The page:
In this series we are exploring the weird and wonderful world of astronomy jargon! It’s easy to measure your interest in today’s topic: the astronomical unit!
Measuring distances on Earth is pretty easy using units like kilometers or miles. Your nearest town might be a few kilometers away. A long-distance flight will cover thousands of miles.
But distances in space are a whole other beast. If we stuck to our Earth-bound conventions, it would just get ridiculous. Our Moon, the nearest (natural) object in space worth talking about, is almost four hundred thousand kilometers away. On average, Saturn is easily over a billion kilometers away.
Nobody has time to type all those zeros or keep track of all those ‘illions, especially astronomers, so they’ve come up with a handy solar-system-scale measure: the astronomical unit.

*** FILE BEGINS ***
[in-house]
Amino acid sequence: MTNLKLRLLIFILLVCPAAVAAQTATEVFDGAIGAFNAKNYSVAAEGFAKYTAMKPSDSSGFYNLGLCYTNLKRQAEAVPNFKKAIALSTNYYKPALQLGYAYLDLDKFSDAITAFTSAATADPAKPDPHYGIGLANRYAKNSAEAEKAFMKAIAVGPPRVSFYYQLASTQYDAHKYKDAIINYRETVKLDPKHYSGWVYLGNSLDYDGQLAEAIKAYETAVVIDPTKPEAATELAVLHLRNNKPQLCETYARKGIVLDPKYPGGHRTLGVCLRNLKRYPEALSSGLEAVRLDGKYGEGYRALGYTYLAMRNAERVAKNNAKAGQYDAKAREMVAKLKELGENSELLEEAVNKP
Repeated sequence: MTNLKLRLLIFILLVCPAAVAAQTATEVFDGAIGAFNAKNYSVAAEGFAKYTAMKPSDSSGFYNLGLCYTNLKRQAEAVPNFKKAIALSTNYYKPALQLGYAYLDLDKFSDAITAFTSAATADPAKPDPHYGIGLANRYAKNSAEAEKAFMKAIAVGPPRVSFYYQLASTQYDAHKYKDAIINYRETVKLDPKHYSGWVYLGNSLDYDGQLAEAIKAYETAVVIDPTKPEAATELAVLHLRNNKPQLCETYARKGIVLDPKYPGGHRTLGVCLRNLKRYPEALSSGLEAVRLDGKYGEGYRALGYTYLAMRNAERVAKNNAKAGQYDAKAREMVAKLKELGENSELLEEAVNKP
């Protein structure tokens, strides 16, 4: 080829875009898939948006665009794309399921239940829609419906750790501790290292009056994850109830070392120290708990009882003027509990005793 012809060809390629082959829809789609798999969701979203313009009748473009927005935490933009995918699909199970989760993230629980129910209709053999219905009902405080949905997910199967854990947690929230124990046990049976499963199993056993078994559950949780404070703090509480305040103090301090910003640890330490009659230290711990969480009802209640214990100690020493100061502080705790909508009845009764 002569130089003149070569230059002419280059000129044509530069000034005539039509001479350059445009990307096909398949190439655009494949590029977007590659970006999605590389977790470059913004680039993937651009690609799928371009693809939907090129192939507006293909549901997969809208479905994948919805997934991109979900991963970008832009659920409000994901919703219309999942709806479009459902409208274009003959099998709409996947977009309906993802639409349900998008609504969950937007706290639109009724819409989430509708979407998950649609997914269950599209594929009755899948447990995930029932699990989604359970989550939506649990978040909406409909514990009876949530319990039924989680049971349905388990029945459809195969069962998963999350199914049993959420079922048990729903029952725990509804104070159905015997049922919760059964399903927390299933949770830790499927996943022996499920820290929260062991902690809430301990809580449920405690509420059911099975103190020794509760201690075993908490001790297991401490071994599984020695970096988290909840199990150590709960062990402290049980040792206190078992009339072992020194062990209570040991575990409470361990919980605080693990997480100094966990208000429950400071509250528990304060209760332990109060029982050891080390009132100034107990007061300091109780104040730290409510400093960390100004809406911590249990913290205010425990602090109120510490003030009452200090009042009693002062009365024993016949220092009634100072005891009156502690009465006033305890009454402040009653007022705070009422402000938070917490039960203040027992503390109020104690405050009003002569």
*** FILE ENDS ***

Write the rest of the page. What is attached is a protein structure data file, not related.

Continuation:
Abbreviated as “AU”, “au”, and sometimes just “A”, the astronomical unit used to be defined as the average distance between the Earth and Sun (I know, I know, it’s a very Earth-centric point of view but you can’t blame us). But as our measurement techniques we improved, we realized that the Earth-sun distance is always changing. So to make life easier the astronomical unit is now defined to be exactly 149,597,870.7 kilometers.
With this new convention, typical solar system distances become much easier to grapple with. Mercury, the closest planet to the sun, orbits at a tight 0.4 AU. Uranus and Neptune, way out in the backyard of the system, are at 20 and 30 AU, respectively. The objects in the Kuiper belt are a few dozen AU away, depending on which one you visit.
Outside the solar system, even the astronomical unit breaks down, which is why astronomers switch to light-years (when they’re talking to the public) and parsecs (when they’re talking to each other). But for solar system scales, the AU is the go-to favorite.
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